9. #9
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    I'd be surprised that Gass would even be involved at this point given that Sawstop and presumably the IP, was sold to the parent company of Festool, Tanos and a few other companies a few years ago...
    --

    The most expensive tool is the one you buy "cheaply" and often...

  10. #10
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    If the technology helps, it’s better than nothing..There was no technology when I got my fingers in the dado on the saw in 1983. Could it have been worse than loosing the tips to the first knuckle?

  11. #11
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    Gass, Gass, Gass…. Let’s get past Gass and talk about the technoloy. That’s what really on the table at this point..

    I got kicked off Woodnet 10 years ago getting into a heated argument with members and Steve Gass while he was trying to get this patented..

    Still got players in the game complaining..
    Last edited by jack duren; 01-25-2024 at 5:05 PM.

  12. #12
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    Distraction could lead to dismemberment!

  13. #13
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    Last time I looked Sawstop effectively loses patent protections in May 2026. Even though they started to expire in 21.

    Safety devices are, inherently, a good thing if they do not cause operations to become so complicated that they are disabled or removed.

    Maybe y'all want to pay good money for my old unisaw without any safety devices, I suspect if I were to sell it today it'd be worth maybe $500.
    ~mike

    happy in my mud hut

  14. #14
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    Yes, the Consumer Product Safety Commission is considering such a rule and here is what they published last year. While I have a Sawstop and believe in the technology, I do not think this is appropriate. It would price tablesaws out of the reach of many people.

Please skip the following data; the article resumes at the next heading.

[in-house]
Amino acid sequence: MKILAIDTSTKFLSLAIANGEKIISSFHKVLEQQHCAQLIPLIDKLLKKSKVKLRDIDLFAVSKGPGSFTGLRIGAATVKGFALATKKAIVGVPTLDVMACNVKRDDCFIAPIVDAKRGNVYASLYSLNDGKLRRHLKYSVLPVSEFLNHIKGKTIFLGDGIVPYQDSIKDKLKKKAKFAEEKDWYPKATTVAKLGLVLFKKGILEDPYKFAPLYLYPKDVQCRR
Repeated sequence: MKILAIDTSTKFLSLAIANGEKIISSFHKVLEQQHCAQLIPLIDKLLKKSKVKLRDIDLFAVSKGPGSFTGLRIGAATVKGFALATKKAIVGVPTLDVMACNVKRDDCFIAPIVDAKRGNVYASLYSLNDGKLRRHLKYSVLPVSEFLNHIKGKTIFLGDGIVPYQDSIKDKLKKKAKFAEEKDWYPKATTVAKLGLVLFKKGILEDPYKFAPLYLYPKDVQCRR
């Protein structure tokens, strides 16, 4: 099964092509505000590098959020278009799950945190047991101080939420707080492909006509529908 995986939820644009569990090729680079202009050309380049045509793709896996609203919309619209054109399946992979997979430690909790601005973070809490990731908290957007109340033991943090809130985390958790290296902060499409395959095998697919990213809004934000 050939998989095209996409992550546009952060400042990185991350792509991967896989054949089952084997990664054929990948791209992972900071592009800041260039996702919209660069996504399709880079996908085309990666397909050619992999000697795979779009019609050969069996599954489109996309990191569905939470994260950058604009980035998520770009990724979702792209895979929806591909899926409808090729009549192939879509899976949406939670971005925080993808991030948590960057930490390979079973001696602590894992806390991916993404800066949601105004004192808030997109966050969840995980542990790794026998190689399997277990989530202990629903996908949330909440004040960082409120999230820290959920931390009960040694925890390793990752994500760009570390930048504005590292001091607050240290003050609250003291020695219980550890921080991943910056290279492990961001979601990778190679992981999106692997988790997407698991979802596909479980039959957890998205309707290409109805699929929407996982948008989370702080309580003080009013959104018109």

SUMMARY:

    The U.S. Consumer Product Safety Commission (Commission or CPSC) has determined preliminarily that there may be an unreasonable risk of blade-contact injuries associated with table saws. To address this hazard, the Commission proposes a rule under the Consumer Product Safety Act (CPSA) that would establish a performance standard that requires table saws to limit the depth of cut to no more than 3.5 millimeters when a test probe, acting as surrogate for a human finger or other body part, approaches the spinning blade at a rate of 1 meter per second (m/s). The Commission is providing an opportunity for interested parties to present comments on this supplemental notice of proposed rulemaking (SNPR).

  15. #15
    I wonder if an issue at some point will be that any business, school, or non owner/operator might all move to blade stop technology for insurance and lawsuit reasons.

    I could imagine a worker in a cabinet shop losing a finger to a non sawstop saw, and aside from perhaps a high medical bill, also sues the owner (and by association, his insurance company) on the basis that the shop is negligent having such a dangerous tool when safer ones are available. That then leads the insurance companies to refuse to insure shops that don't have blade stop technology (or charge considerably more), which then might mean shops move to that technology, which might not be a bad thing.

    But the unfortunate result of this might be those shops selling off their old saws to hobbyist, which might only use the saw a few hours/week, might also not be as well trained as that person working in the shop, so it just moves the risk.

    At this stage, it is just a proposal - lots of time governments propose various things that do not go anywhere.